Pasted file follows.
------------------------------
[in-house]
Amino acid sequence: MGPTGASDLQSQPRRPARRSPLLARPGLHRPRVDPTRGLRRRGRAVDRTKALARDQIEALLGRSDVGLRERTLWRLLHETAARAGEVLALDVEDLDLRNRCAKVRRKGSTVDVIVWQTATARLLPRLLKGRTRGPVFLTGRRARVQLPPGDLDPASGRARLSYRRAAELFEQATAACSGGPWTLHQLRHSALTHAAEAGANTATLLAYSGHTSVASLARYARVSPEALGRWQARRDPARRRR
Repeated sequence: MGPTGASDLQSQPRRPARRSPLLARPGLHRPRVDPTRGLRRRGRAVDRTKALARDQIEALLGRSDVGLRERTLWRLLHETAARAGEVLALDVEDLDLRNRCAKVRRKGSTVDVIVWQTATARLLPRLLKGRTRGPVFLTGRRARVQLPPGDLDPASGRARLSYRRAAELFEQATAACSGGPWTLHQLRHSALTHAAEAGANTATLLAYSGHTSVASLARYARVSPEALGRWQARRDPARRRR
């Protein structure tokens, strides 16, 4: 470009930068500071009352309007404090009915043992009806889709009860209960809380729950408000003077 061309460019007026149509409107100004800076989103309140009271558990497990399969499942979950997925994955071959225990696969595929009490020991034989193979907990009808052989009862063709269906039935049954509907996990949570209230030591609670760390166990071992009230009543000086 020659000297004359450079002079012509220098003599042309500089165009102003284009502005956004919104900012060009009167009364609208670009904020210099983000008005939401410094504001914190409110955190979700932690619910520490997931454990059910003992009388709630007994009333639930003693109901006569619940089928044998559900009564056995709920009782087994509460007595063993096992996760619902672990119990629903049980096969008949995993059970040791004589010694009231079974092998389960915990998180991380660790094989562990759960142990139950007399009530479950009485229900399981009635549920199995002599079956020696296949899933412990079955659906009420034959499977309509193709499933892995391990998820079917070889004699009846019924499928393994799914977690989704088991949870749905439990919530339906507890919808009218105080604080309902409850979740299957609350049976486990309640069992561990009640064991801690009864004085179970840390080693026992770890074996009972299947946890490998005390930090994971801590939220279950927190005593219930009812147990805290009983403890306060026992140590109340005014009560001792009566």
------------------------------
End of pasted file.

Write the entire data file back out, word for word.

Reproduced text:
[in-house]
Amino acid sequence: MGPTGASDLQSQPRRPARRSPLLARPGLHRPRVDPTRGLRRRGRAVDRTKALARDQIEALLGRSDVGLRERTLWRLLHETAARAGEVLALDVEDLDLRNRCAKVRRKGSTVDVIVWQTATARLLPRLLKGRTRGPVFLTGRRARVQLPPGDLDPASGRARLSYRRAAELFEQATAACSGGPWTLHQLRHSALTHAAEAGANTATLLAYSGHTSVASLARYARVSPEALGRWQARRDPARRRR
Repeated sequence: MGPTGASDLQSQPRRPARRSPLLARPGLHRPRVDPTRGLRRRGRAVDRTKALARDQIEALLGRSDVGLRERTLWRLLHETAARAGEVLALDVEDLDLRNRCAKVRRKGSTVDVIVWQTATARLLPRLLKGRTRGPVFLTGRRARVQLPPGDLDPASGRARLSYRRAAELFEQATAACSGGPWTLHQLRHSALTHAAEAGANTATLLAYSGHTSVASLARYARVSPEALGRWQARRDPARRRR
């Protein structure tokens, strides 16, 4: 470009930068500071009352309007404090009915043992009806889709009860209960809380729950408000003077 061309460019007026149509409107100004800076989103309140009271558990497990399969499942979950997925994955071959225990696969595929009490020991034989193979907990009808052989009862063709269906039935049954509907996990949570209230030591609670760390166990071992009230009543000086 020659000297004359450079002079012509220098003599042309500089165009102003284009502005956004919104900012060009009167009364609208670009904020210099983000008005939401410094504001914190409110955190979700932690619910520490997931454990059910003992009388709630007994009333639930003693109901006569619940089928044998559900009564056995709920009782087994509460007595063993096992996760619902672990119990629903049980096969008949995993059970040791004589010694009231079974092998389960915990998180991380660790094989562990759960142990139950007399009530479950009485229900399981009635549920199995002599079956020696296949899933412990079955659906009420034959499977309509193709499933892995391990998820079917070889004699009846019924499928393994799914977690989704088991949870749905439990919530339906507890919808009218105080604080309902409850979740299957609350049976486990309640069992561990009640064991801690009864004085179970840390080693026992770890074996009972299947946890490998005390930090994971801590939220279950927190005593219930009812147990805290009983403890306060026992140590109340005014009560001792009566």